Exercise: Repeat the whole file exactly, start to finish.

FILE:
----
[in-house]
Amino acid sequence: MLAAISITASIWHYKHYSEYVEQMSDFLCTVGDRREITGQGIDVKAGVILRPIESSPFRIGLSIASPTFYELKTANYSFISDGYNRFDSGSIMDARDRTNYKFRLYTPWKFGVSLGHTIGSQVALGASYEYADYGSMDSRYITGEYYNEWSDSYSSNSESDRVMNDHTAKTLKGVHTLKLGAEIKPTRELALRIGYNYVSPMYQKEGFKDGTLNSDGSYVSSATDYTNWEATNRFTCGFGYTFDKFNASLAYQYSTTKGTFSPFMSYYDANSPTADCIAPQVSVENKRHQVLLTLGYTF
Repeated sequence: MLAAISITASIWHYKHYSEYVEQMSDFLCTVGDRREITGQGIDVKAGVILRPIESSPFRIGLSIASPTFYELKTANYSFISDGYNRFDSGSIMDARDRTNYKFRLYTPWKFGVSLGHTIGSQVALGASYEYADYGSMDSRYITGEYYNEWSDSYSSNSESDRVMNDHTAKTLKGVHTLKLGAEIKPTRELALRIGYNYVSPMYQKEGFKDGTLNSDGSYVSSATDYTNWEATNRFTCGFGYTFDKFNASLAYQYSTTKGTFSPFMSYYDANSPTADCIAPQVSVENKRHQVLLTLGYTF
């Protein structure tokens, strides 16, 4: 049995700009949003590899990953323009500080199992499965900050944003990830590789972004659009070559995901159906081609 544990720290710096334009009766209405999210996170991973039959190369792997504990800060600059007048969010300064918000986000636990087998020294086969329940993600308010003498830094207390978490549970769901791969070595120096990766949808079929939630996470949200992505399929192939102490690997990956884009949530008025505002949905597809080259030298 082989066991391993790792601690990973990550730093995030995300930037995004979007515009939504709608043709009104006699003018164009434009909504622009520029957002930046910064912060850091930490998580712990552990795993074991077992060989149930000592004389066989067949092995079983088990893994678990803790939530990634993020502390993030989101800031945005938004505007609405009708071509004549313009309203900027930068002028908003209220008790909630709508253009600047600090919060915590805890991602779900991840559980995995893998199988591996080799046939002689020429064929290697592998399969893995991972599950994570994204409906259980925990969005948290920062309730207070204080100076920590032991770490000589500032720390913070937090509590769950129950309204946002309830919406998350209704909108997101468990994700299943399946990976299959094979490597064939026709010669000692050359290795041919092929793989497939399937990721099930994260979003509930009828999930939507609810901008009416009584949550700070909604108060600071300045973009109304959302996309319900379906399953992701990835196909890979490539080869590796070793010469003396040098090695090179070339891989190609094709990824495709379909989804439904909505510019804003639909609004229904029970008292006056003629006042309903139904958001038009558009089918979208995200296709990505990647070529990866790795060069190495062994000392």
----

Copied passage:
[in-house]
Amino acid sequence: MLAAISITASIWHYKHYSEYVEQMSDFLCTVGDRREITGQGIDVKAGVILRPIESSPFRIGLSIASPTFYELKTANYSFISDGYNRFDSGSIMDARDRTNYKFRLYTPWKFGVSLGHTIGSQVALGASYEYADYGSMDSRYITGEYYNEWSDSYSSNSESDRVMNDHTAKTLKGVHTLKLGAEIKPTRELALRIGYNYVSPMYQKEGFKDGTLNSDGSYVSSATDYTNWEATNRFTCGFGYTFDKFNASLAYQYSTTKGTFSPFMSYYDANSPTADCIAPQVSVENKRHQVLLTLGYTF
Repeated sequence: MLAAISITASIWHYKHYSEYVEQMSDFLCTVGDRREITGQGIDVKAGVILRPIESSPFRIGLSIASPTFYELKTANYSFISDGYNRFDSGSIMDARDRTNYKFRLYTPWKFGVSLGHTIGSQVALGASYEYADYGSMDSRYITGEYYNEWSDSYSSNSESDRVMNDHTAKTLKGVHTLKLGAEIKPTRELALRIGYNYVSPMYQKEGFKDGTLNSDGSYVSSATDYTNWEATNRFTCGFGYTFDKFNASLAYQYSTTKGTFSPFMSYYDANSPTADCIAPQVSVENKRHQVLLTLGYTF
């Protein structure tokens, strides 16, 4: 049995700009949003590899990953323009500080199992499965900050944003990830590789972004659009070559995901159906081609 544990720290710096334009009766209405999210996170991973039959190369792997504990800060600059007048969010300064918000986000636990087998020294086969329940993600308010003498830094207390978490549970769901791969070595120096990766949808079929939630996470949200992505399929192939102490690997990956884009949530008025505002949905597809080259030298 082989066991391993790792601690990973990550730093995030995300930037995004979007515009939504709608043709009104006699003018164009434009909504622009520029957002930046910064912060850091930490998580712990552990795993074991077992060989149930000592004389066989067949092995079983088990893994678990803790939530990634993020502390993030989101800031945005938004505007609405009708071509004549313009309203900027930068002028908003209220008790909630709508253009600047600090919060915590805890991602779900991840559980995995893998199988591996080799046939002689020429064929290697592998399969893995991972599950994570994204409906259980925990969005948290920062309730207070204080100076920590032991770490000589500032720390913070937090509590769950129950309204946002309830919406998350209704909108997101468990994700299943399946990976299959094979490597064939026709010669000692050359290795041919092929793989497939399937990721099930994260979003509930009828999930939507609810901008009416009584949550700070909604108060600071300045973009109304959302996309319900379906399953992701990835196909890979490539080869590796070793010469003396040098090695090179070339891989190609094709990824495709379909989804439904909505510019804003639909609004229904029970008292006056003629006042309903139904958001038009558009089918979208995200296709990505990647070529990866790795060069190495062994000392």